Electronic: Electronic filters will use charged wires instead of a fibrous material. These will attract and trap particles. Electronic filters are fairly efficient but will require cleaning often. 

HEPA: HEPA stands for high-efficiency particulate air, and a HEPA filter is a pleated mechanical filter. This type of filter are designed to remove 99.7% of all airborne particles. This type of filter is not generally found in home HVAC systems. 

 

What Do HVAC Filters Do?

A good quality HVAC filter will remove more particles from the air than a basic filter. The way that you can tell how effective an air filter will be is to look at its minimum efficiency reporting value (MERV). The higher the MERV rating, the better the filtration of air will be. 

Here is a breakdown of what you can expect from each rating: 

1-4: This type of filter will be able to remove a percentage of particles that are sized between three and ten microns. 1,000 microns equals one millimeter- so these are very small particles. This is a low-efficiency rating and this type of filter is not designed to act as any form of air purifier. The purpose of this type of filter is to protect the HVAC system. This type of filter are often used in air conditioners and home furnaces.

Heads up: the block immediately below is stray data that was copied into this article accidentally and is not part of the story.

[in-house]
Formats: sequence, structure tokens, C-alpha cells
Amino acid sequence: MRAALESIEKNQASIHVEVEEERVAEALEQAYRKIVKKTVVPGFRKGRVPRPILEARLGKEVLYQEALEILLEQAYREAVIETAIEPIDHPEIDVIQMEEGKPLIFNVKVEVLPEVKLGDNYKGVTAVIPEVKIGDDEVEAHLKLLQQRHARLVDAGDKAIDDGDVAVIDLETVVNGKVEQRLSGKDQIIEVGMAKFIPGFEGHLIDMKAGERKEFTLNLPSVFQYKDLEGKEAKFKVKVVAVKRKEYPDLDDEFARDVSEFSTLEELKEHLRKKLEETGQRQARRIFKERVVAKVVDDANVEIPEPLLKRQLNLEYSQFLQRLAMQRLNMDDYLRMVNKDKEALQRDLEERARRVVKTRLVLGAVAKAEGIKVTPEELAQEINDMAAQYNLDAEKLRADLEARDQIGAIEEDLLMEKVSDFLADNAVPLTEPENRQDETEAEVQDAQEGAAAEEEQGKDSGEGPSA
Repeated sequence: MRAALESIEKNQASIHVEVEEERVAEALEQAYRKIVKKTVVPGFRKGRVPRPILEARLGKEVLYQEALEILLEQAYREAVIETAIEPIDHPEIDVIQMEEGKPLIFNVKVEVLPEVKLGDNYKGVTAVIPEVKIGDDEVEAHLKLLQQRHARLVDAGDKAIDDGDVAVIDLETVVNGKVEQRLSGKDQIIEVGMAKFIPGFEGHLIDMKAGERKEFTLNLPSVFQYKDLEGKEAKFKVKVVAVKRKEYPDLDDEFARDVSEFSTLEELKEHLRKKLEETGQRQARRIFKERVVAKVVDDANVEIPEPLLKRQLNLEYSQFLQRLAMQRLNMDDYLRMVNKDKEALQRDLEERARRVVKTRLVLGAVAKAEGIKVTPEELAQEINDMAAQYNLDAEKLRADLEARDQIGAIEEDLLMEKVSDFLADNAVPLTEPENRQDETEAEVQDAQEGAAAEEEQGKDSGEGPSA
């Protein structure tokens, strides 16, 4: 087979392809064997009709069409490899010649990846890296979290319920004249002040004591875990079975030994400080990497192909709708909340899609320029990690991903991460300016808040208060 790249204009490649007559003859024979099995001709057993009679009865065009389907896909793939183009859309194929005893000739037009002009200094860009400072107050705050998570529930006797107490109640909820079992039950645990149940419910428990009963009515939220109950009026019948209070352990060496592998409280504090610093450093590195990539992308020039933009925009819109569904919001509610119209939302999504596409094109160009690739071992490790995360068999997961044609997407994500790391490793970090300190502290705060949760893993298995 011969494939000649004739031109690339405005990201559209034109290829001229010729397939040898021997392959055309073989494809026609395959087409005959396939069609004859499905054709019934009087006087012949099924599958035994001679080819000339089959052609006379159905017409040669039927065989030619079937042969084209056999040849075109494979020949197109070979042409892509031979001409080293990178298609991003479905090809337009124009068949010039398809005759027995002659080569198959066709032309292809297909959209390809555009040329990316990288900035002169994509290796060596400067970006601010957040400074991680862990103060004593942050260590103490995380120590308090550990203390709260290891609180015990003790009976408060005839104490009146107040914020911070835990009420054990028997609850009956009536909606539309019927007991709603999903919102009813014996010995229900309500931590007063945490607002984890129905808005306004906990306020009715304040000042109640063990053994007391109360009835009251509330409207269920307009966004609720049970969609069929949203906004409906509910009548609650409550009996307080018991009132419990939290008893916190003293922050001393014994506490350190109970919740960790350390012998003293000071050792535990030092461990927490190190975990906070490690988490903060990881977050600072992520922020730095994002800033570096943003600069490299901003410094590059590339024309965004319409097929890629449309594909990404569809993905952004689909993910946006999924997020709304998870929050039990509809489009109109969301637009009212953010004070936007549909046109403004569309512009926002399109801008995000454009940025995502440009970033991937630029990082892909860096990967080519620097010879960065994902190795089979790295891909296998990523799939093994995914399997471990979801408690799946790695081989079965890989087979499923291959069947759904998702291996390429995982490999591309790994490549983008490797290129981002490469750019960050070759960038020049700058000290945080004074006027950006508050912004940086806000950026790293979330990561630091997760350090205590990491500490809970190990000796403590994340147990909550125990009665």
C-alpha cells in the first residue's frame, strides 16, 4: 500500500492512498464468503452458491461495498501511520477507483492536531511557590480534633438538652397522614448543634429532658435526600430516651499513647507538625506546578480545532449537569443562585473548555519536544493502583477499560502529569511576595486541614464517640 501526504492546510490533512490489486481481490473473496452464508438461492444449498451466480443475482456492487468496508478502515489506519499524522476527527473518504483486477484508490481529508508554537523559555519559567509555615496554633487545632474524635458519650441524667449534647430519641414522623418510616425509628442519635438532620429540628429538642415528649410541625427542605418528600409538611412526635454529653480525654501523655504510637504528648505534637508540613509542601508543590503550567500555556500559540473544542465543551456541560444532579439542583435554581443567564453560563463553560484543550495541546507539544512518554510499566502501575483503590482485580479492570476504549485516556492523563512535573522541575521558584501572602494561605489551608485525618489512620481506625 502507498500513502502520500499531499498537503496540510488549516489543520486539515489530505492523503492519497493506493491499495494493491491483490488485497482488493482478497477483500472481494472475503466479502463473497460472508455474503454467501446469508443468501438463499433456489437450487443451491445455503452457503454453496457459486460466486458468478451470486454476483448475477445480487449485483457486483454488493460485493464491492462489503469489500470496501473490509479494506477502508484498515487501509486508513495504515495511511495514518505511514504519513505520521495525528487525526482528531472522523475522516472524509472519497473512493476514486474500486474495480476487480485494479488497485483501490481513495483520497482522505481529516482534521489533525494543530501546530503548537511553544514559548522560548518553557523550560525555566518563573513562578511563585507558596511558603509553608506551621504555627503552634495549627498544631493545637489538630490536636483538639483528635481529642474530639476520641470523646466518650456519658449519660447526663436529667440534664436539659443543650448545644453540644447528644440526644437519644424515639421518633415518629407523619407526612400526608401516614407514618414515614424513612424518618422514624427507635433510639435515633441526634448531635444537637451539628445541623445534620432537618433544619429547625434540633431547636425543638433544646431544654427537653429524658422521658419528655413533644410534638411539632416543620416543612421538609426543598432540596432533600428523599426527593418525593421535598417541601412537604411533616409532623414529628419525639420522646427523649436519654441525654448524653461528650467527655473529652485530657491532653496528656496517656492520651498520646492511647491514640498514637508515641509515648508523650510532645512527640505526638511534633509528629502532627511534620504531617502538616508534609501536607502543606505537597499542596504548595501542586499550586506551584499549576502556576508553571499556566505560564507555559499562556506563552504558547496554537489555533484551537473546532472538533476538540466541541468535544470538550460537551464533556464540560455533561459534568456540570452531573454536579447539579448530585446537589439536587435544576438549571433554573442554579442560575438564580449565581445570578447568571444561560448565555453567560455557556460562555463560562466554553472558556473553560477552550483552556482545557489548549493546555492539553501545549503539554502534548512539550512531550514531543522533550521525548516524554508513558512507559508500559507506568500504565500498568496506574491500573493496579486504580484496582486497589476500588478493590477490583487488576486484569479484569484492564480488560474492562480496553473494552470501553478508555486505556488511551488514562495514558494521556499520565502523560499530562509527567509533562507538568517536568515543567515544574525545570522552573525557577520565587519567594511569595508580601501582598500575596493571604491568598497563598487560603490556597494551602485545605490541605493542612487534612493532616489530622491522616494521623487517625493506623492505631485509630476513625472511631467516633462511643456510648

5-13: This type of filter may be able to remove particles as small as one micron. These are considered to be of medium efficiency and can actually trap bacteria. Many air filters that are pleated will fall into this category. 

14-16: This type of filter can remove particles from the air which are as small as 0.3 microns. These are high-efficiency air filters. 

Depending on the MERV rating of your air filter you can expect your filter to pick up dust, pet dander, pollen, bacteria, viruses, and mold particles. 

 

What Can You Do To Ensure Maximum Efficiency?

If you are concerned about the second wave of COVID19 and you want to improve your HVAC system there are several steps you can take. 

If you are upgrading your HVAC system, find a filter with a high MERV rating. Typically this will be a pleated filter. 

Be sure and clean your air filters regularly and replace them as recommended by the manufacturer. 

Finally, ensure that you have your HVAC system regularly maintained by a HVAC professional to ensure maximum efficiency.

Get an estimate on your project in less than 24 hours

Get an Estimate